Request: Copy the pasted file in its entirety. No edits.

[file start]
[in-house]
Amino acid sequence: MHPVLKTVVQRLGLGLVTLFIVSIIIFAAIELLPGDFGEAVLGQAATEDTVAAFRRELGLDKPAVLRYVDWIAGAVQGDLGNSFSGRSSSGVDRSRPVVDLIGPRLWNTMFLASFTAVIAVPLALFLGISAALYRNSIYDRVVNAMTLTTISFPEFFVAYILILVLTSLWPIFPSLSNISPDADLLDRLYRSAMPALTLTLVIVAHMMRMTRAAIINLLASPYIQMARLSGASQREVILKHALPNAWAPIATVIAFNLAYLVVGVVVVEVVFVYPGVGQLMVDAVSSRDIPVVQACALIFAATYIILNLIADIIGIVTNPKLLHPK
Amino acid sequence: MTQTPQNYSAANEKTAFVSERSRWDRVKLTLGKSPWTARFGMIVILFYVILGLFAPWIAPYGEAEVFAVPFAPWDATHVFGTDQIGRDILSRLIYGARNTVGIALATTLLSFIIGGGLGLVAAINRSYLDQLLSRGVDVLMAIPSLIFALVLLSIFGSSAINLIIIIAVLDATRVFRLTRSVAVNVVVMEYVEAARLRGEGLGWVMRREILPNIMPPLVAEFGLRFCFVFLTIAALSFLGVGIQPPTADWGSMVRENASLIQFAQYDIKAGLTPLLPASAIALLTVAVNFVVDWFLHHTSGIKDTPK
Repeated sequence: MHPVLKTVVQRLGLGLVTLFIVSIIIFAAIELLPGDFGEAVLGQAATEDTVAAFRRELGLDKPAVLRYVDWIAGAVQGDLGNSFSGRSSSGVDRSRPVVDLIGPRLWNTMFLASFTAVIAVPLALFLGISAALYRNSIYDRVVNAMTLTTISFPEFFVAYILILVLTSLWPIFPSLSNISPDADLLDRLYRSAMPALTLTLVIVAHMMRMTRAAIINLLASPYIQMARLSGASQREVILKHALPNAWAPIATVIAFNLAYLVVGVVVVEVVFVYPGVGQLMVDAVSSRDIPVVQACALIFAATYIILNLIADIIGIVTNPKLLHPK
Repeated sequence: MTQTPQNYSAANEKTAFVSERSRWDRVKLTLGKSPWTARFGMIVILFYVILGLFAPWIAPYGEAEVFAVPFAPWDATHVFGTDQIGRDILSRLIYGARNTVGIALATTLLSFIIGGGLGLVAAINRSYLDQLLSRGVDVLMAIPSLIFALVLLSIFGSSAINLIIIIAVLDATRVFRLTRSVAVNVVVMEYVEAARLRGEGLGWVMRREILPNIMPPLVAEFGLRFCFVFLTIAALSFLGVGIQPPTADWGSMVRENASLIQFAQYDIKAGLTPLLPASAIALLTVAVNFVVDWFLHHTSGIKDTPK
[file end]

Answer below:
[in-house]
Amino acid sequence: MHPVLKTVVQRLGLGLVTLFIVSIIIFAAIELLPGDFGEAVLGQAATEDTVAAFRRELGLDKPAVLRYVDWIAGAVQGDLGNSFSGRSSSGVDRSRPVVDLIGPRLWNTMFLASFTAVIAVPLALFLGISAALYRNSIYDRVVNAMTLTTISFPEFFVAYILILVLTSLWPIFPSLSNISPDADLLDRLYRSAMPALTLTLVIVAHMMRMTRAAIINLLASPYIQMARLSGASQREVILKHALPNAWAPIATVIAFNLAYLVVGVVVVEVVFVYPGVGQLMVDAVSSRDIPVVQACALIFAATYIILNLIADIIGIVTNPKLLHPK
Amino acid sequence: MTQTPQNYSAANEKTAFVSERSRWDRVKLTLGKSPWTARFGMIVILFYVILGLFAPWIAPYGEAEVFAVPFAPWDATHVFGTDQIGRDILSRLIYGARNTVGIALATTLLSFIIGGGLGLVAAINRSYLDQLLSRGVDVLMAIPSLIFALVLLSIFGSSAINLIIIIAVLDATRVFRLTRSVAVNVVVMEYVEAARLRGEGLGWVMRREILPNIMPPLVAEFGLRFCFVFLTIAALSFLGVGIQPPTADWGSMVRENASLIQFAQYDIKAGLTPLLPASAIALLTVAVNFVVDWFLHHTSGIKDTPK
Repeated sequence: MHPVLKTVVQRLGLGLVTLFIVSIIIFAAIELLPGDFGEAVLGQAATEDTVAAFRRELGLDKPAVLRYVDWIAGAVQGDLGNSFSGRSSSGVDRSRPVVDLIGPRLWNTMFLASFTAVIAVPLALFLGISAALYRNSIYDRVVNAMTLTTISFPEFFVAYILILVLTSLWPIFPSLSNISPDADLLDRLYRSAMPALTLTLVIVAHMMRMTRAAIINLLASPYIQMARLSGASQREVILKHALPNAWAPIATVIAFNLAYLVVGVVVVEVVFVYPGVGQLMVDAVSSRDIPVVQACALIFAATYIILNLIADIIGIVTNPKLLHPK
Repeated sequence: MTQTPQNYSAANEKTAFVSERSRWDRVKLTLGKSPWTARFGMIVILFYVILGLFAPWIAPYGEAEVFAVPFAPWDATHVFGTDQIGRDILSRLIYGARNTVGIALATTLLSFIIGGGLGLVAAINRSYLDQLLSRGVDVLMAIPSLIFALVLLSIFGSSAINLIIIIAVLDATRVFRLTRSVAVNVVVMEYVEAARLRGEGLGWVMRREILPNIMPPLVAEFGLRFCFVFLTIAALSFLGVGIQPPTADWGSMVRENASLIQFAQYDIKAGLTPLLPASAIALLTVAVNFVVDWFLHHTSGIKDTPK